[vcf-midatlantic] much ado about chording keyboards

Dean Notarnicola dnotarnicola at gmail.com
Sun Sep 29 08:15:25 EDT 2019


The tech had to catch up to the brilliant vision.

On Sun, Sep 29, 2019 at 7:18 AM Jeffrey Jonas via vcf-midatlantic <
vcf-midatlantic at lists.vcfed.org> wrote:

> Here are my chording keyboard references:
>
> Start with Wiki:
>     https://en.wikipedia.org/wiki/Chorded_keyboard
>
> Douglas Engelbart's chording keyboard looked like piano keys:
>     https://en.wikipedia.org/wiki/The_Mother_of_All_Demos
>     https://www.youtube.com/watch?v=yJDv-zdhzMY
> "The Mother of All Demos is a name given retrospectively to
> Douglas Engelbart's December 9, 1968,
> demonstration of experimental computer technologies that are now
> commonplace.
> The live demonstration featured the introduction of the computer mouse,
> video conferencing, teleconferencing, hypertext, word processing,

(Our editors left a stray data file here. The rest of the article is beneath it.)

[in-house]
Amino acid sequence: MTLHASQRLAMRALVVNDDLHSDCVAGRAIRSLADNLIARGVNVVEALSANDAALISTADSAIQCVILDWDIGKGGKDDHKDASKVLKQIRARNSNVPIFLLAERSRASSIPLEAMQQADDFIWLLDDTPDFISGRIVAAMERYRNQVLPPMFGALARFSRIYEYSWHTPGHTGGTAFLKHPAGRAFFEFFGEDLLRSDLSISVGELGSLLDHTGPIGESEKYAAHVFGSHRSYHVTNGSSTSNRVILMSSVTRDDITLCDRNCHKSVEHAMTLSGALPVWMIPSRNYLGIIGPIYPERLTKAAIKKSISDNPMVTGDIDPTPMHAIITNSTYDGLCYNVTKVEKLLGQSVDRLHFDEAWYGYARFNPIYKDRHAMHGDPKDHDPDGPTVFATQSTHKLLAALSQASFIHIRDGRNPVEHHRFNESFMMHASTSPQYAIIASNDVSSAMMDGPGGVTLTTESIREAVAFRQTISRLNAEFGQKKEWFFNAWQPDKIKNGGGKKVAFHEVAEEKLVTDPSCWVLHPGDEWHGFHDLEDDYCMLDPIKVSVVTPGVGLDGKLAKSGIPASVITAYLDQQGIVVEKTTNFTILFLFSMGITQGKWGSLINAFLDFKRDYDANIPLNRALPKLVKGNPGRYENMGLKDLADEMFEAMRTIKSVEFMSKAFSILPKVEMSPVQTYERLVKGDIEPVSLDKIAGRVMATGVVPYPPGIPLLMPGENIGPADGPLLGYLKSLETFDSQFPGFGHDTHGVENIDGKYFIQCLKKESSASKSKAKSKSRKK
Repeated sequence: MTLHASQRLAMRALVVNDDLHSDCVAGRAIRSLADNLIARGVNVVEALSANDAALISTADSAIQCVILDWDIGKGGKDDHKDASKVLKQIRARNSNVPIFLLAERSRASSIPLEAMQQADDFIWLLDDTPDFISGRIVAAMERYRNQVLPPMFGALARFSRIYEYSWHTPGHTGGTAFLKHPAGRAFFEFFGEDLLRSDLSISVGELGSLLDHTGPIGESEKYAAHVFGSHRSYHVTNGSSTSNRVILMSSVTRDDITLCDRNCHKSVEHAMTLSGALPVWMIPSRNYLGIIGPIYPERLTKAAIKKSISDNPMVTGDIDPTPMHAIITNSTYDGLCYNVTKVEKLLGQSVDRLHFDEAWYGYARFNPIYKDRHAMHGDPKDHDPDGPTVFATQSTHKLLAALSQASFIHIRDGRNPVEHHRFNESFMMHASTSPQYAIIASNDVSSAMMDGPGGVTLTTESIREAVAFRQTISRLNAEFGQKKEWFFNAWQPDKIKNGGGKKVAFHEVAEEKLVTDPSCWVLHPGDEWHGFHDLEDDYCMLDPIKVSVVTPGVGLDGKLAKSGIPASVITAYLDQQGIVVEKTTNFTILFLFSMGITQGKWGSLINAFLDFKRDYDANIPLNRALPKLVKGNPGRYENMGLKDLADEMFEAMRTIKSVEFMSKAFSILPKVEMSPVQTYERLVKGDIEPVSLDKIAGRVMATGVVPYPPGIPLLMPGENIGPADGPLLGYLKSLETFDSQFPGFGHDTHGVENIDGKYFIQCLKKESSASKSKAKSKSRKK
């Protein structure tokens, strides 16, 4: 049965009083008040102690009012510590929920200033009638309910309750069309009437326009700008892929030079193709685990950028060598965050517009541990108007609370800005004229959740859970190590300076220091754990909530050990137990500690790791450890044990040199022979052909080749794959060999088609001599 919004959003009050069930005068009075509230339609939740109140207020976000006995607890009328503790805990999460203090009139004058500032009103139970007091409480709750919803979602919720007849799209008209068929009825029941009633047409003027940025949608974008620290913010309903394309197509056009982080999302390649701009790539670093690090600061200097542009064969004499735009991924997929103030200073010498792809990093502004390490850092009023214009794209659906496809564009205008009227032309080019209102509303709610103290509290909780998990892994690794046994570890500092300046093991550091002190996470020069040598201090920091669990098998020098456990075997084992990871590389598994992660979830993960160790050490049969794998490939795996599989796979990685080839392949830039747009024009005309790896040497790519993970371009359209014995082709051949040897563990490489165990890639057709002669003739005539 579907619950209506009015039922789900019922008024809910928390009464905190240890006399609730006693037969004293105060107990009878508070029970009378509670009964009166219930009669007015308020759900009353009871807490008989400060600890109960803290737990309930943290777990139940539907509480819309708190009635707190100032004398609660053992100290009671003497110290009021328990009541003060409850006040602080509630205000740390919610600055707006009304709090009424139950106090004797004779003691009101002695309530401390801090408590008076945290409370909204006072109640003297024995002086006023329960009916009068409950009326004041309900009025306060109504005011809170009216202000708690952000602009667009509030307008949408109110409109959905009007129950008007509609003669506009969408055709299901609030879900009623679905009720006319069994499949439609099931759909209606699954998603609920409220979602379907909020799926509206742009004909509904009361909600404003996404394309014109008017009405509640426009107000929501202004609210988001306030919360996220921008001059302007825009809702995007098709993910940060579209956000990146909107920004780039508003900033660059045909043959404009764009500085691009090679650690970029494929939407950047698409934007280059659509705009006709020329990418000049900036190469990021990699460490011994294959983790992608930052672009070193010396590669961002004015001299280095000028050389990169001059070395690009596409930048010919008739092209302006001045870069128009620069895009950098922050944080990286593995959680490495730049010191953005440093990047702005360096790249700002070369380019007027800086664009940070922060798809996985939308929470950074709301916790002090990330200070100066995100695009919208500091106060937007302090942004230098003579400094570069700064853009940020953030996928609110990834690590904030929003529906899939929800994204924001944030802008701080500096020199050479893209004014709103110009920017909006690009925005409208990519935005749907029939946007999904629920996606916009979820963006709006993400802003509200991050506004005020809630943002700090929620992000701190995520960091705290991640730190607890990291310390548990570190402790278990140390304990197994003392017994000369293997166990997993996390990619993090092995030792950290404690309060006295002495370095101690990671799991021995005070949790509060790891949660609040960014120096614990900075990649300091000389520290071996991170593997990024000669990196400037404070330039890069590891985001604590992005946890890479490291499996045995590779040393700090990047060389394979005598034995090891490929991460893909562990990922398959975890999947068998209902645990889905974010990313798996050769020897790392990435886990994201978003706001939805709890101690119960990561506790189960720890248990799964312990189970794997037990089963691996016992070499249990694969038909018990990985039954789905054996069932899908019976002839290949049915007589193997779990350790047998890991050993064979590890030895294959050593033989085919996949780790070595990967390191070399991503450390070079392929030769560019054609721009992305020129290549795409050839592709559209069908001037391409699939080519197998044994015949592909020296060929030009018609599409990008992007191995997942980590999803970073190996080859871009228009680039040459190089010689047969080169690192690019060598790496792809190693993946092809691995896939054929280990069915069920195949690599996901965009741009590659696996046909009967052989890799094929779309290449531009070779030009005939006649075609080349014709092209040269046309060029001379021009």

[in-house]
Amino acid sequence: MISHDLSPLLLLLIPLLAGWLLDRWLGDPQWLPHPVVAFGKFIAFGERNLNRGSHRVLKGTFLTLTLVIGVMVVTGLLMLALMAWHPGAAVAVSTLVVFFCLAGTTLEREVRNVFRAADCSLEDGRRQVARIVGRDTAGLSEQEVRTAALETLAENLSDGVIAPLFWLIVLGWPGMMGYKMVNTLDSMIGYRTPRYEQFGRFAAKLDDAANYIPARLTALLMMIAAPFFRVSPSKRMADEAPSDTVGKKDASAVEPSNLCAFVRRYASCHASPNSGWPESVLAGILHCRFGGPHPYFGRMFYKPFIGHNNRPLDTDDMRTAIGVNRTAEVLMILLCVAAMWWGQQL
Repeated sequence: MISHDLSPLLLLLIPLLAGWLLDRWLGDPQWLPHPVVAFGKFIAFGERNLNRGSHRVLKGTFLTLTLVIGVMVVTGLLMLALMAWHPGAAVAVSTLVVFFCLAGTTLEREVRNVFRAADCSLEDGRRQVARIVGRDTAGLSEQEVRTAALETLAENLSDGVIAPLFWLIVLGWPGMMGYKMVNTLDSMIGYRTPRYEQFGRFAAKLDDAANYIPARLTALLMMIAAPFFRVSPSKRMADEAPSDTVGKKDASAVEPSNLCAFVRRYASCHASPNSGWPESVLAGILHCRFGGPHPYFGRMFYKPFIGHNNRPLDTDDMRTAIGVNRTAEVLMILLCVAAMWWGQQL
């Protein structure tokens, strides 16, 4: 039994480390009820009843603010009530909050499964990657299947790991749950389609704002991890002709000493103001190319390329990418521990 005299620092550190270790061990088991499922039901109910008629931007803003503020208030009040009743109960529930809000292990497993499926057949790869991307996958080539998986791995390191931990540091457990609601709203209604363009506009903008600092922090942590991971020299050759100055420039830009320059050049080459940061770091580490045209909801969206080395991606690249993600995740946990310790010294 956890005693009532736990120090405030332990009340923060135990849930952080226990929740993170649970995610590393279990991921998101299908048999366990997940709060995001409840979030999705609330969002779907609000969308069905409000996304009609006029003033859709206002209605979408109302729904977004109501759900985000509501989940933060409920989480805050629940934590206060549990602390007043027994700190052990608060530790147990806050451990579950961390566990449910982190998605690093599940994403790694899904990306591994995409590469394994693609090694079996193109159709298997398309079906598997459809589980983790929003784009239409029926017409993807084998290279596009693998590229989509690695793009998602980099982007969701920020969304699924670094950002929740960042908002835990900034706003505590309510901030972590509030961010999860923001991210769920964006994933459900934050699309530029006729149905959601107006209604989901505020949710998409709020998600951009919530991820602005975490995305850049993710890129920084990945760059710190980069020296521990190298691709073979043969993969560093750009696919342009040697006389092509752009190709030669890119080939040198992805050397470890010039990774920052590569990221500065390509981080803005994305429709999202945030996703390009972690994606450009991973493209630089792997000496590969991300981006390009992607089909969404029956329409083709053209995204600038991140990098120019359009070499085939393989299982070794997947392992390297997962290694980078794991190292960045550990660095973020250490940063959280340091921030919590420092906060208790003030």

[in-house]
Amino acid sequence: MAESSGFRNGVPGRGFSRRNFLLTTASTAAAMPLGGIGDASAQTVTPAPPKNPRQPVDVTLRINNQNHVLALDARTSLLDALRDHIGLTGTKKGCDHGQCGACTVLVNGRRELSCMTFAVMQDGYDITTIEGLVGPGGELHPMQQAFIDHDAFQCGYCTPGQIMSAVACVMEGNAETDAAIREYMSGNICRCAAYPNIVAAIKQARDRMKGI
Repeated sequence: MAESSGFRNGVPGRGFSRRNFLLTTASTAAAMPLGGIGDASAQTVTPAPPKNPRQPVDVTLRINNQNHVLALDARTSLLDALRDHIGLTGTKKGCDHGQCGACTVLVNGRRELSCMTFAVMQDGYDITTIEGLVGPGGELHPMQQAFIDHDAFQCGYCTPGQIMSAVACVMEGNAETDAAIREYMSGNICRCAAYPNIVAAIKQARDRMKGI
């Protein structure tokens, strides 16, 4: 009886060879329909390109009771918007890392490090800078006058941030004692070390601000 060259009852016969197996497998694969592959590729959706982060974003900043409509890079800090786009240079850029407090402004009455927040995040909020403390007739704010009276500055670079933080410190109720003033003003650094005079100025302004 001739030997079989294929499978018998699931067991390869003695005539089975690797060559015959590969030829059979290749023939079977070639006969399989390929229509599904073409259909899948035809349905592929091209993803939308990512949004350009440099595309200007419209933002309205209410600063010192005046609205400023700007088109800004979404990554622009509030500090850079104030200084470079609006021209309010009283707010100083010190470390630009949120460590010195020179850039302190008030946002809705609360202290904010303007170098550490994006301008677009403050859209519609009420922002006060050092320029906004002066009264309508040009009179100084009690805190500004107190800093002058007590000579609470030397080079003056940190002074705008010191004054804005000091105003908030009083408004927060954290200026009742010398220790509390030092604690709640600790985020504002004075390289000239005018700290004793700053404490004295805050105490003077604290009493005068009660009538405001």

> hypermedia, object addressing and dynamic file linking,
> bootstrapping, and a collaborative real-time editor."
>
>
> Here's a product with a chording keyboard:
>     https://en.m.wikipedia.org/wiki/Microwriter
> The Microwriter is a hand-held portable word-processor with a chording
> keyboard.
> First demonstrated in 1978, it was invented by UK-based, US-born film
> director Cy Endfield ...
>
>
> Take a chording keyboard and wrap it around a stick
> or put it on a small hand-held remote
> and you have a keyer
>     https://en.wikipedia.org/wiki/Keyer
> or a "Twiddler", intended for wearable computers:
>     https://twiddler.tekgear.com/
>
> The Twiddler has been "reinvented" as a cordless motion sensor wearable
>     https://www.tapwithus.com/
> as discussed here: https://news.ycombinator.com/item?id=17557593
>
> Everything old is new again!
>
> -- jeff jonas
>


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